Yoga poses for First Trimester of Pregnancy
- The first stage or trimester of pregnancy starts from 1st until the 14th week
- The first trimester of pregnancy helps you prepare your mind and body for labour and birth
- Yoga Poses are advised to strengthen the legs, generate energy and reduce leg cramps
The first stage or trimester of pregnancy starts from 1st until the 14th week. In this stage of pregnancy, there is no obvious dramatic change in the woman's body, though many physical changes may take place due to a surge of pregnancy hormones. The first trimester of pregnancy helps you prepare your mind and body for labour and birth as this helps you focus, to concentrate and keep you healthy. The following yoga poses are gentle ways of keeping your body active and supple and minimize the common pregnancy symptoms like morning sickness and constipation. It can also help in ensuring easier labour and smooth delivery by relieving tension around the cervix and birth canal and by opening the pelvis.
For the first trimester, the following standing Yoga Poses are advised as this will help strengthen the legs, generate energy, and reduce leg cramps.
Stand with the bases of your big toes touching, heels slightly apart (so that your second toes are parallel). Lift and spread your toes and the balls of your feet, then lay them softly down on the floor. Rock back and forth and side to side. Gradually reduce this swaying to a standstill, with your weight balanced evenly on the feet.
Firm your thigh muscles and lift the knee caps, without hardening your lower belly. Lift the inner ankles to strengthen the inner arches, then imagine a line of energy all the way up along your inner thighs to your groins, and from there through the core of your torso, neck, and head, and out through the crown of your head. Turn the upper thighs slightly inward. Lengthen your tailbone toward the floor and lift the pubis toward the navel.
Press your shoulder blades into your back, then widen them across and release them down your back. Without pushing your lower front ribs forward, lift the top of your sternum straight toward the ceiling. Widen your collarbones. Hang your arms beside the torso.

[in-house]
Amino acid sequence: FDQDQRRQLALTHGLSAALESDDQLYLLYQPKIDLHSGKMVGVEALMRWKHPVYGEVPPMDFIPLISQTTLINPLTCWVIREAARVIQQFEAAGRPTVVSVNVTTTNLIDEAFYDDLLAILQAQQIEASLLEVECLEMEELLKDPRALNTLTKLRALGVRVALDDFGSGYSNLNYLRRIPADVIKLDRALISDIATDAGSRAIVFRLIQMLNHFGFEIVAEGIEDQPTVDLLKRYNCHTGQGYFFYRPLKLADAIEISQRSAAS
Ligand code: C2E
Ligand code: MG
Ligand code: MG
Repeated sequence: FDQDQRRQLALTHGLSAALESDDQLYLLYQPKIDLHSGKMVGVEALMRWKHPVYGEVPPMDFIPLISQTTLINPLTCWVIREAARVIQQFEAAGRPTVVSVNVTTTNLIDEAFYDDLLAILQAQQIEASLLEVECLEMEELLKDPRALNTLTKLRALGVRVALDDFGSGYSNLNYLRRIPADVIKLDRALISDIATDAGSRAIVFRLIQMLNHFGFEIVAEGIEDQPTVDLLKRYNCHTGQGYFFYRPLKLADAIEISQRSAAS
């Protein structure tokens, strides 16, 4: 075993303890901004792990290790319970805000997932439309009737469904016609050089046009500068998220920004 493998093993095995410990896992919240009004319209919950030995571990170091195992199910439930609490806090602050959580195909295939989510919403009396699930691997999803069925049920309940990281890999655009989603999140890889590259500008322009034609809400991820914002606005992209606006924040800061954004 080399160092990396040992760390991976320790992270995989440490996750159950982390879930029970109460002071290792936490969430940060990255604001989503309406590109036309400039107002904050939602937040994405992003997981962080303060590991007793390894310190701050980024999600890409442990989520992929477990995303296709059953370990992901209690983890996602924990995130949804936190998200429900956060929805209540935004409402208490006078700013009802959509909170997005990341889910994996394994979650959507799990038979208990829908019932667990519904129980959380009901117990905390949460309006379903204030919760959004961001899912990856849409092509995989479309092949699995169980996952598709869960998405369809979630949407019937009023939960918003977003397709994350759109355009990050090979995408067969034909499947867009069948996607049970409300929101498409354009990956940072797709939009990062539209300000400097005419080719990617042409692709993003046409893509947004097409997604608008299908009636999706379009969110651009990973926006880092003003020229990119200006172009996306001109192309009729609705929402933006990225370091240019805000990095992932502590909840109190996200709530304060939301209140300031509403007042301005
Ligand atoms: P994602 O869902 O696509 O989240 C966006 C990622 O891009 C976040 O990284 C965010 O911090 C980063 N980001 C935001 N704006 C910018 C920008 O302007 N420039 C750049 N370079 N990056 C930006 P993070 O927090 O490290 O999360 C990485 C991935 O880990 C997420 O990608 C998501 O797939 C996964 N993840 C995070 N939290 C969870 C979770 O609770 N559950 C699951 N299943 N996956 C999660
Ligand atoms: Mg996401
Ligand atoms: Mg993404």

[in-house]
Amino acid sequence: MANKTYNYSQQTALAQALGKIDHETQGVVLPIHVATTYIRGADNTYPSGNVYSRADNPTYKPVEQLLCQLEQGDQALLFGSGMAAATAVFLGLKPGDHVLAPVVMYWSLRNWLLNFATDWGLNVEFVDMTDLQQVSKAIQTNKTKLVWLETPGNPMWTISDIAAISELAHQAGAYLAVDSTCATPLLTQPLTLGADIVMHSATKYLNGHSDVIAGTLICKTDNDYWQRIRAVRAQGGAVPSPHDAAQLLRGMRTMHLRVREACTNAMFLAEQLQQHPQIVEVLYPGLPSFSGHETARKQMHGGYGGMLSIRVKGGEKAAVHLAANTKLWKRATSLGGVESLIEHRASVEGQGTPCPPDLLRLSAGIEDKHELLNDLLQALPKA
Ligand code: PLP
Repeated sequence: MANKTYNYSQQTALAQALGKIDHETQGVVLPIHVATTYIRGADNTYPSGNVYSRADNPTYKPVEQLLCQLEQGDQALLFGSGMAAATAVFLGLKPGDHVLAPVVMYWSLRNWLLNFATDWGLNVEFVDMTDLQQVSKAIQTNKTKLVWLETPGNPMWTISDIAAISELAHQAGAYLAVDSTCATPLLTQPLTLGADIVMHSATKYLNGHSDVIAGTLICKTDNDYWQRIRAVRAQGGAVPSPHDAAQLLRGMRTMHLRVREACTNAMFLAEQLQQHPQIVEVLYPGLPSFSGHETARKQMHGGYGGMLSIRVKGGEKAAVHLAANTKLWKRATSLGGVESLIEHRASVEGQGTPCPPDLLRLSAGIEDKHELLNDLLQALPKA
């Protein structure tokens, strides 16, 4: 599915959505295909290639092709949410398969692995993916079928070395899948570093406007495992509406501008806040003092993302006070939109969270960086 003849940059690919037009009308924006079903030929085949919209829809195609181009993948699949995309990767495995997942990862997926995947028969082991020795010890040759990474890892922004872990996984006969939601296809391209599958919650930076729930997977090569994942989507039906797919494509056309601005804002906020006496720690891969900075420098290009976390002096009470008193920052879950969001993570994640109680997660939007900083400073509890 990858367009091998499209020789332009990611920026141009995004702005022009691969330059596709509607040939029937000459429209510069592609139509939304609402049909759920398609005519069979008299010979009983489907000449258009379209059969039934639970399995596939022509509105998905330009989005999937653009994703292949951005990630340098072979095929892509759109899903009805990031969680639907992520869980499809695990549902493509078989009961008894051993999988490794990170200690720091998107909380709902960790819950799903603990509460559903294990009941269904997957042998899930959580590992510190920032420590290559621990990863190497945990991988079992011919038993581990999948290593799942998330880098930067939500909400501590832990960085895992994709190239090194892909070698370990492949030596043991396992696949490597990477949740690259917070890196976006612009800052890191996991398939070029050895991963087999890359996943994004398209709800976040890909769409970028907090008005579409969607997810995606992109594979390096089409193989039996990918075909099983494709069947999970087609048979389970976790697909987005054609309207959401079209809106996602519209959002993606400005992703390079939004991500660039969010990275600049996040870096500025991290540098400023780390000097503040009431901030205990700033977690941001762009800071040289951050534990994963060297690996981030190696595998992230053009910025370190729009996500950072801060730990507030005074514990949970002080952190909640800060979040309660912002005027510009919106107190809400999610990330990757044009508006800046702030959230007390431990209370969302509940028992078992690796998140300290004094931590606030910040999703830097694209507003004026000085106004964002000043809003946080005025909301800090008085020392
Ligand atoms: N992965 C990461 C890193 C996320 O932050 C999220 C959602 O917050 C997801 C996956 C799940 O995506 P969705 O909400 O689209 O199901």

Balance the crown of your head directly over the centre of your pelvis, with the underside of your chin parallel to the floor, throat soft, and the tongue wide and flat on the floor of your mouth. Soften your eyes.
Separate the feet slightly further than shoulder distance apart. Inhale and raise both arms straight out from the shoulders parallel to the floor with the palms facing down. Exhale slowly while turning the torso to the left, bend at the waist and bring the right hand down to the left ankle. The palm of the right hand is placed along the outside of the left ankle. The left arm should be extended upward. Both legs and arms are kept straight without bending the knees and elbows. Turn the head upward to the left and gaze up at the fingertips of the left hand.
Inhale and return to a standing position with the arms outstretched.
Hold this position for the duration of the exhaled breath. (Exhale and repeat on the opposite side)
The Cat pose teaches you to initiate movement from your centre and to coordinate your movement and breath. Start on your hands and knees in a 'tabletop' position. Make sure your knees are set directly below your hips and your wrists, elbows and shoulders are in line and perpendicular to the floor. Centre your head in a neutral position, eyes looking at the floor.
As you exhale, round your spine toward the ceiling, making sure to keep your shoulders and knees in position. Release your head toward the floor, but don't force your chin to your chest. Inhale, come back to 'tabletop' position on your hands and knees.
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Source: Onlymyhealth editorial team Sep 14, 2018
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